I have both a manual Stanley gun and a pneumatic Harbor Freight gun. I used the Stanley for all the 1/8” rivets and the aluminum 3/16” rivets. I did a bunch of stainless steel 3/16” rivets and preferred to use the Harbor Freight pneumatic gun to set those. They were stupid hard to do with the manual Stanley gun.  

Adjustable Rivet Spacer
Factory Five gives you a sort of ruler with guide holes in it to help you mark your rivet holes. It works ok but only let’s you choose from two fixed spacings. The Aircraft Spruce tool makes it easy to set your holes perfectly at any spacing. One of my favorite tools.

Factory Five Roadster Build - Rivet CaddyPlastic Tote Caddy
The clecos, rivets, drill bits, punch, rivet spacer, pliers, are all related fiddly tools and I decided I wanted them all in organized and in one portable container while I worked.  This caddy worked great.  One side was for the rivets I was working with as well as rulers, markers, and the rivet gun.  The other side was separated into two spaces for the two different size clecos. I had more 1/8" clecos so they got the larger space which made room for the cleco pliers.  My jobber drill bits set in the little wells on either end of the handle.  Soo much better than drilling and riveting hardware and tools laying all over the damn place.

Rivet Nut Setter
I used rivet nuts all over to make panels or clamps removable. I bought the Harbor Freight unit for around ~$20. It broke after a short while. I got another and it broke. The one after that broke as did the next one. I think I still have the fifth one. Might be the sixth. The thing is I still haven’t spent as much as my buddy who bought a really nice one sooo….

Soldering Iron
Since I did the Infinitybox electrical harness there was a pile of soldering to do. I was pretty good at it before I started and armed with my Weller WLC100  it went quickly. That being said I recently upgraded to a Hakko FX888D and it’s WAY nicer.  If you’re using the Ron Francis harness you won’t be doing as much soldering as I did but I’d still advise a good soldering iron. They make a difference.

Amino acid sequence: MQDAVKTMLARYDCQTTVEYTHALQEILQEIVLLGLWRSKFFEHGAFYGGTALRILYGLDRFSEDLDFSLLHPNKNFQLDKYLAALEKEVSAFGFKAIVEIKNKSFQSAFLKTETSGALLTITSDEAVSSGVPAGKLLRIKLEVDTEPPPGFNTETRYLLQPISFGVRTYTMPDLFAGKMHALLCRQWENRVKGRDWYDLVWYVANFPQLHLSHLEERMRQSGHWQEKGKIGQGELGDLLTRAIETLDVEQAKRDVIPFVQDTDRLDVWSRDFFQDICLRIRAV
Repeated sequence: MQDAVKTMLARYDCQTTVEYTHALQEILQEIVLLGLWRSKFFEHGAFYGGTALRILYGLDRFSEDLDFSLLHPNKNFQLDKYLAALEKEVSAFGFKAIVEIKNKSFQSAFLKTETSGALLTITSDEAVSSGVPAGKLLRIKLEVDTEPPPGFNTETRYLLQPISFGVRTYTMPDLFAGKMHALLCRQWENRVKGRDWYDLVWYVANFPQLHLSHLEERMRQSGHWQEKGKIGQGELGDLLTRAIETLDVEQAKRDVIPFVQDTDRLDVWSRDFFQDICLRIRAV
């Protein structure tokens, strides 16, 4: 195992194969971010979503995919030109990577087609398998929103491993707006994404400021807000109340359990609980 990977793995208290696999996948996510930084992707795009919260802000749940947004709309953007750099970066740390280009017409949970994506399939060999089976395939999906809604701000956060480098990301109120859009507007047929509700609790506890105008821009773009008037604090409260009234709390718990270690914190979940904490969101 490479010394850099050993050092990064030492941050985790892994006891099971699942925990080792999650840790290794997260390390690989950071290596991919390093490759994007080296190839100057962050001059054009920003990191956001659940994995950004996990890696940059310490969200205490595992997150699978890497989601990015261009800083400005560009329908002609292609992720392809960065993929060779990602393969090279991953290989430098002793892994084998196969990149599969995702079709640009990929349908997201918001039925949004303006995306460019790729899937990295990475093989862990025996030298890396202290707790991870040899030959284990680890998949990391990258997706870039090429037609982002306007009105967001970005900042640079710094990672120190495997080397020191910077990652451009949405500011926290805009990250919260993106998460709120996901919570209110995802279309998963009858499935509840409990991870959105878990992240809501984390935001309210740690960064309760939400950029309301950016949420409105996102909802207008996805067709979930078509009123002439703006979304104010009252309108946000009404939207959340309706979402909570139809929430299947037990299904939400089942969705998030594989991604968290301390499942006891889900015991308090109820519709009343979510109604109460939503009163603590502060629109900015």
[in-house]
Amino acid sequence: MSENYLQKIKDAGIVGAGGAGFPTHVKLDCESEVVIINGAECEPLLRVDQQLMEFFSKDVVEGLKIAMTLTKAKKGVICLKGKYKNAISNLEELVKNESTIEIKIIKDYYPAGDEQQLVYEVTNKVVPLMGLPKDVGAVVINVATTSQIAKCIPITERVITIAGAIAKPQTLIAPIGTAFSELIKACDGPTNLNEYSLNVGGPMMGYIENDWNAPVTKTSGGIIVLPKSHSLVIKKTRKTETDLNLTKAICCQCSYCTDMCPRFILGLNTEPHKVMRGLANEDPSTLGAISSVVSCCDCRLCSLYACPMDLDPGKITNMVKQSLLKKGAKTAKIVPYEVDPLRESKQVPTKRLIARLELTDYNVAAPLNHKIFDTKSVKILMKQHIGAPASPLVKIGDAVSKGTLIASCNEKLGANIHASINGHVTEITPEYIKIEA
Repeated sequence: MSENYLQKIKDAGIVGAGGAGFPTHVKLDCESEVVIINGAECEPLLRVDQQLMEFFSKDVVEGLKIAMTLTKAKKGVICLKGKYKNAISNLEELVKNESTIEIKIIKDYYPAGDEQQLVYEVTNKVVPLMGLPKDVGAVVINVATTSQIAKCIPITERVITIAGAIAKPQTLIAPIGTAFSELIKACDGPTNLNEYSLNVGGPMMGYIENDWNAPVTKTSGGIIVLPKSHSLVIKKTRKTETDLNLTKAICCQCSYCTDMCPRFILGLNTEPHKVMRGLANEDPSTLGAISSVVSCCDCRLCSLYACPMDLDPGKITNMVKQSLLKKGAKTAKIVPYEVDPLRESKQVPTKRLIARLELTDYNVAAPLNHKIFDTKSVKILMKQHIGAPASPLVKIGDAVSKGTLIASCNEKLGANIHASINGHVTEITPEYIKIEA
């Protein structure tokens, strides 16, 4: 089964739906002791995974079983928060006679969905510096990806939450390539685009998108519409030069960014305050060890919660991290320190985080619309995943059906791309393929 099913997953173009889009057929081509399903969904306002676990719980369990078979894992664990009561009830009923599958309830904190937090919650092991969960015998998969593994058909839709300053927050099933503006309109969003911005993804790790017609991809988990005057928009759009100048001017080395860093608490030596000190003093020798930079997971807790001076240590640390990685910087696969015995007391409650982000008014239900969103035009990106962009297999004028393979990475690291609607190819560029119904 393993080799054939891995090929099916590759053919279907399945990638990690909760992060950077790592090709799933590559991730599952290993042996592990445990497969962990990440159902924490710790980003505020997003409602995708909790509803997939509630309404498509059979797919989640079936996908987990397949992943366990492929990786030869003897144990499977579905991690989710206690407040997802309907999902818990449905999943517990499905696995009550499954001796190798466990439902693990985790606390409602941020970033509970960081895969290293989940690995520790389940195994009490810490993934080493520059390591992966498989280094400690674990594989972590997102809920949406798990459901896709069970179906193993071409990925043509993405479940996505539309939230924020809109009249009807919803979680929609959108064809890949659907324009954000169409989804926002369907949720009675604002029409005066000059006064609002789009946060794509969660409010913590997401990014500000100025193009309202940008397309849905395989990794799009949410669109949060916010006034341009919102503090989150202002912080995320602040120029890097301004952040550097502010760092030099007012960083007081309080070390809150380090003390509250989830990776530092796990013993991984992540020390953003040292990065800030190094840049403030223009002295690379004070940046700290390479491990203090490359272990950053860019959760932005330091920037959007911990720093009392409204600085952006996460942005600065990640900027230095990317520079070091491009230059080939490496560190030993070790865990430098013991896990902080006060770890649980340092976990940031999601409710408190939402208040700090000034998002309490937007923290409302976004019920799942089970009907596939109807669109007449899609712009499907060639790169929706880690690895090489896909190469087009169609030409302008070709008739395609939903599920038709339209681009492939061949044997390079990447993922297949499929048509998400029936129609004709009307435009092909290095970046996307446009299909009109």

Wagner Heat Gun
For shrinking heat shrink tubing, making random things hot, and drying your hair and other body parts after a shower. (Do not use for drying your hair or other body parts after a shower)

Tubing Bender
Eastwood makes a really nice blue 3 channel bender... that doesn’t bloody work. Despite their claims of 3/16” to 3/18” its smallest channel is ¼” and you WILL kink your 3/16” lines using it. Stupid. Ridgid (not the Home Depot brand) makes a lovely 3/16” tubing bender that I used for all my stainless brake lines.

Swagelok Tubing Bender
All of my fuel tubing and fittings are stainless Swagelok. They make very high quality stuff and their 3/8” and 1/2” tubing benders are excellent.

Eastwood Professional Flaring Tool
While Eastwood's tubing bender left no goat unblown, Eastwood’s flaring tool is EXCELLENT. As I said I used stainless brake lines and you really need a good tool to flare them properly. Using the Eastwood tool was extremely easy and I did not have a single bad flare. The one downside is you can’t use it on lines already on the car. It needs to be clamped in a vise.

Hole Saws
In addition to the usual types of hole saws that we all know about I found that for the 1-¼” holes down to 3/4” Dewalt makes a really nice thin wall hole saw that cuts aluminum beautifully.

Jack Stands
I used 4 old made in USA Lincoln 6 ton jack stands with Prothane pads.  These are large stands that let me raise the chassis to 26” high and are very stable. Sadly you can’t buy them anymore. The closest you can get are sold by Northern Tool and are made in China. They’re not as well made as the old Lincoln stands but they'll do.

Floor jack
Cobras are low cars and you have to reach in a long way to get at the chassis tubes. Harbor Freight sells a long reach low profile long reach floor jack that is ideal. I know folks like to rip on Harbor Freight but a friend bought one of the so-called good brands. It ended up being the exact same thing but he paid almost $100 more for it. The Harbor Freight jack has served me well.

Engine Crane and Leveler
Guess where I bought them. WRONG!  I got em at Harbor Freight. I bought the 2 ton crane for extra reach. It has been invaluable. Their 3/4 ton leveler is also extremely helpful for installing the motor and trans. And so I don’t scratch up the motor in the process I used a couple Crow Enterprizes engine lift slings.

As I remember more details I’ll post them.